Friday, April 01, 2016

"Fierce Convictions" - A story by Karen Swallow Prior

Not long ago I finished a biography of Hanna More, a writer and social reformer born in 1745 in England. And I was thoroughly charged and inspired.

Her life's circumstances were varied and through them all she influenced innumerable people, accomplished great things, and made ripples still impacting our world today - all as a truly feminine, wholesome, God-fearing woman. She never strived for acceptance, didn't elbow her way into a place of influence, honored men completely, and lived a life of devotion to God. I found her fascinating.

Her poetry and play-writing caught the attention and admiration of the giants in the literary world of the day, and she found herself welcomed into a segment of society above her station, for she was born into a culture that had clear bounds. You were either poor or well-to-do with little to no middle class and little mobility of station. Yet not only did she move into this literary society comprised of the well-to-do, but she did so as a woman; it was a male-dominated circle. She became privy to their gatherings, often the only woman in their company, discussing new publications and theater productions. They eagerly heard her voice on all subject matters.

Through these connections she met men, and women, of great influence and became true friends with the likes of William Wilberforce, John Newton, David Garrick, and Horace Walpole, to name just a few.

As she grew in stature, her faith became more focused and was the sole driving force in her life; she was a woman compelled to engage her culture and transform it. She and her sister single-handedly instigated an educational reform movement among the poor, finding great success and transformation. Her writing of poetry and political/moral essays awakened much of England to the abolitionists' cry to put an end to slavery in Britain. And her life's final chapters would find her successfully impacting the prevailing morality of the upper crust as well as the lower classes through the writing of novels and pamphlets, the precursor to short stories and the serial magazine stories of Dickens' fame.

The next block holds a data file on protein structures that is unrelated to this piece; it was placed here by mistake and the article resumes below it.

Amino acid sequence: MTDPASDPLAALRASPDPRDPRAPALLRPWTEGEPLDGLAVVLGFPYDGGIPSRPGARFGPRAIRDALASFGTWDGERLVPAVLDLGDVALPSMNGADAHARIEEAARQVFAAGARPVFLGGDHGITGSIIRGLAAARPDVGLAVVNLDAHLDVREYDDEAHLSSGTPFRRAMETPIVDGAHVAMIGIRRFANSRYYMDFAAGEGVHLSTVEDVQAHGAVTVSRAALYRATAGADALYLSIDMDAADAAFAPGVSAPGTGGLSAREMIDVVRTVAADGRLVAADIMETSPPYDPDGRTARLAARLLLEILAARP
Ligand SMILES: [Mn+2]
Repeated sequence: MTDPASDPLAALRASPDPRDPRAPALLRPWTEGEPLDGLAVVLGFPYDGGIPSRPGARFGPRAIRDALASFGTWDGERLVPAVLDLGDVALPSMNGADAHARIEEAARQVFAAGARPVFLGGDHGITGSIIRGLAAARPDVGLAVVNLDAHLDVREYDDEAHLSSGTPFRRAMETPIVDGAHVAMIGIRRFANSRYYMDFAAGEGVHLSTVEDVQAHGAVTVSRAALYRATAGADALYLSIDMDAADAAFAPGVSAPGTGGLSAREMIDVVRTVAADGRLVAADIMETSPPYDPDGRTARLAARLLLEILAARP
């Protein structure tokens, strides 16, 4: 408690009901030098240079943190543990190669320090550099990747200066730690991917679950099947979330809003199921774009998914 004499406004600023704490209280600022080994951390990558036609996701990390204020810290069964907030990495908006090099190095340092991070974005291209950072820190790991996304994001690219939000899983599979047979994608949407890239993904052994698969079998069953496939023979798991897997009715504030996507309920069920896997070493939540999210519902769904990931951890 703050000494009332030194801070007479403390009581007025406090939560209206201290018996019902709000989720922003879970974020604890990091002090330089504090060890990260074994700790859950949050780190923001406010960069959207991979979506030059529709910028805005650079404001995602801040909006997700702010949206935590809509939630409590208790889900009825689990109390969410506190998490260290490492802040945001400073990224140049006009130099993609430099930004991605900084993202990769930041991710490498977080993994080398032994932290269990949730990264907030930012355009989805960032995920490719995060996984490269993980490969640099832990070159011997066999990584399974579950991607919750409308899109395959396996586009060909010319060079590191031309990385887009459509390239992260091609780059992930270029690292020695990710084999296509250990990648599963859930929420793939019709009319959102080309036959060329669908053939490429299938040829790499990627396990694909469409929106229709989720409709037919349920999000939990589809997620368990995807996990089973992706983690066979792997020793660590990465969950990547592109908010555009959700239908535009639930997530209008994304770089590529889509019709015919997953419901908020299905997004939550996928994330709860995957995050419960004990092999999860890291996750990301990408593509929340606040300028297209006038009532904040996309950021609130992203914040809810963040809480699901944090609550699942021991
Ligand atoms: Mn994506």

She tackled big things, hard things, addressing issues that left her vulnerable to public slander and accusation. She fell prey to depression at times but God would lift her up again. And her gentle, sincere approach revealed her genuine love and interest for people and allowed her voice to be heard.

She was a woman's woman without that being her goal. It was merely the outworking of a life surrendered to her God - her life, a woman's life. Underscoring a Biblical understanding of male/female relationships and roles, she embraced her God-given womanhood as the good and wonderful thing it was. She was a whole person, embodying the sentiment of Elisabeth Elliot: "The fact that I'm a woman does not make me a different kind of Christian, but the fact that I'm a Christian makes me a different kind of woman."

Above all I think I was struck and encouraged by her lack of striving to be great or accomplish much merely for the sake of finding life's meaning. Her desire was to do something to help those around her. She longed to impact her world for the sake of others, always with a knee bowed in devotion to her God, her life-long love.

She was truly a Christian feminist, not because she was attempting to make that point or because anything was done out of frustration with the status quo. She simply cultivated her personhood, loved others, and honored God above all. She was a truly liberated woman and inspirational in so many ways.

I pray that my final chapters will be lived with such focus and devotion.